Tuesday, August 25, 2015

Undying Gratitude

"Yes, Jamison, I understand.  But, a simple thanks would have been sufficient.  Maybe even a couple would have been acceptable, but this is too much."

"Mitch," Jamison began, speaking in the tone generally reserved for jumpers perched on the ledge of the 40th floor of a high-rise.  "This fellow of yours is obviously some sort of neurotic who feels compelled to continue to demonstrate his appreciation.  Besides, how much longer can it go on?  Give him a few more days and I'm sure it will wear thin.  Got to run.  Meeting Charlese for drinks.  Chin up."  Click.

'This fellow of mine'?  'Some sort of neurotic'?  As usual, Jamison was incapable of comprehending just how totally fucked up my life had become.

I never should have confided in that poor excuse for a human, but I was out of options.  My mother suggested I invite him over for a rousing game of canasta.  Of course, my mother had knitted an afghan covered with the faces of sheep for Ted Bundy to use on Death Row since she was certain he wouldn't be able to get a good night's rest there.  My lady, who I was planning to propose to on the day this all began, had been stronger than I had given her credit for, but she eventually came to the conclusion that I was certifiable and took out a restraining order on me.

I was alone; a cornered animal being poked with a sharp stick.  Jamison said to give him a few more days.  It had already been 12 days, 9 hours, 54 minutes, and...yes, I am counting the seconds too.  I poured another Scotch, my...who the hell cares.  I lost count hours ago.  I sat back, took a long slow sip of its soothing warmth, closed my eyes, and remembered how the nightmare began.

It was a bit after one in the afternoon on a bright sunny day - the last bright sunny day I would ever have, and I was on my way back to my office.  I had popped in to the printer to pick up a presentation and had stopped at the crosswalk.  I was soon joined by a young man in a bargain basement suit, who obviously had never seen the inside of a gentleman's barber shop.  We exchanged brief nods, and when the walk command flashed, he seemed to lunge into the street, as if his immediate presence anywhere could be that necessary.

His thoughts must have been on the contents of the burger bag he was carrying, because he didn't see the black sedan coming straight for him, or the police car on its tail, but I did.  I grabbed him by the collar of his dollar store dress shirt and pulled us both back as they careened around the corner.  We landed in a heap against the newspaper stand.  I stood up, straightened my tie and reached down to lend him a hand, and he took it into both of his, got to his feet and began to cry.

Now, I am as caring as the next man, but display of raw emotion makes me very uncomfortable.  I asked him if he was hurt and he replied he was not, but his emotions were flowing freely because I had saved his life.  I had literally plucked him from the jaws of death, and he knew from that moment onward, he was going to spend the rest of his life showing his thankfulness for my grand gesture.  I told him that wasn't necessary, but to no avail.  That was the moment my life, as I had known it, came to a screeching halt.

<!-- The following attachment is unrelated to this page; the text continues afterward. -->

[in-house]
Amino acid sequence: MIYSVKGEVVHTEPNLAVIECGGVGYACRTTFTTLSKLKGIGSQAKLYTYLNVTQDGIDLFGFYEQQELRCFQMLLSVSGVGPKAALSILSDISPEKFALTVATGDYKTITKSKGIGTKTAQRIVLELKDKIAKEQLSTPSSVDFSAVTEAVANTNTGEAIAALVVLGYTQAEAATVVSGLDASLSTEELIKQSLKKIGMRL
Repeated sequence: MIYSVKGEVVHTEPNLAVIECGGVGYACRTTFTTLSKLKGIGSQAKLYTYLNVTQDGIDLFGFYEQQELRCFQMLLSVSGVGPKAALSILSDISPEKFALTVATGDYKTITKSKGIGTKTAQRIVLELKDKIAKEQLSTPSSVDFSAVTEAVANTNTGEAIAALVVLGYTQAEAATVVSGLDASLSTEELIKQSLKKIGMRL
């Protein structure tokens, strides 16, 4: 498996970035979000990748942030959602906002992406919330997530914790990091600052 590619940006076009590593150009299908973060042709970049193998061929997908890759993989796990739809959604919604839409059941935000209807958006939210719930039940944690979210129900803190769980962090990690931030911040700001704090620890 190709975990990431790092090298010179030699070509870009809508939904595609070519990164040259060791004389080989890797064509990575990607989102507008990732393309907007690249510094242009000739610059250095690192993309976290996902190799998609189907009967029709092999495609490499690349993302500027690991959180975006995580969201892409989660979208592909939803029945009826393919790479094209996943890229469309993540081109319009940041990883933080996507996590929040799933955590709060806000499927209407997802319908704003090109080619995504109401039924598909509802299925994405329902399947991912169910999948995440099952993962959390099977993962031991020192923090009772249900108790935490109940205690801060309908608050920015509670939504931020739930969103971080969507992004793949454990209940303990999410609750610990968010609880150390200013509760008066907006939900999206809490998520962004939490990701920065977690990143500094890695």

Morning, night, weekday, or weekend, if not in the sanctity of my office or living room, he was there.  He was always there.  Buying my coffee.  Picking up my newspaper.  Carrying my dry-cleaning.  Catching the check for dinner.  Nothing I said could dissuade him - it was like being haunted with no hope of an exorcism.  'Thank you', 'thank you', 'thank you' - that's all he ever said.  Jamison said to give him a few more days.  Can't do it.  In a few more days, I'll be looking for a bullet to eat.

As we journeyed to my office this morning, him holding my Journal and a latte, he said tonight we'd be going to his place so he could give me something I would never forget.  I knew what I had to do.  He would never forget what I gave him either.  One last 'you're welcome'.

As we left the elevator heading to his door, I noticed the place seemed deserted.  Perfect, since I had made up my mind to strike as we entered.  Quick and quiet.  I reached into my briefcase and eased out the carving knife I had brought from home.  My only fear was that if anyone ever said 'thank you' to me again, I'd go postal.  Yet, finishing this once and for all might give me some closure.

He seemed so animated as he swung his door open - it almost seemed a shame to rain on his parade, but I plunged the blade in with a ferocity I hadn't felt before.  Again and again.  He finally went down, having staggered completely inside.  I quickly shut the door and felt for the light switch.  It was over.  I was finally free.

The sight that assaulted my eyes didn't quite register for a moment.  Colored balloons and banners strung across the room:  'THANK YOU -- THANK YOU -- THANK YOU...'  I believe the defining moment was when I saw the people, Jamison and Charlese at the forefront next to our CEO, all standing in a semi-circle, all shouting 'surprise'.  Even the cop who had his morning coffee at the newsstand near my building was there.

He was giving me a party.  Something I would never forget.  The bastard.  I figured things couldn't get any worse so I kicked him in the head.  Really hard.  Maybe I should have had a bullet for lunch after all...

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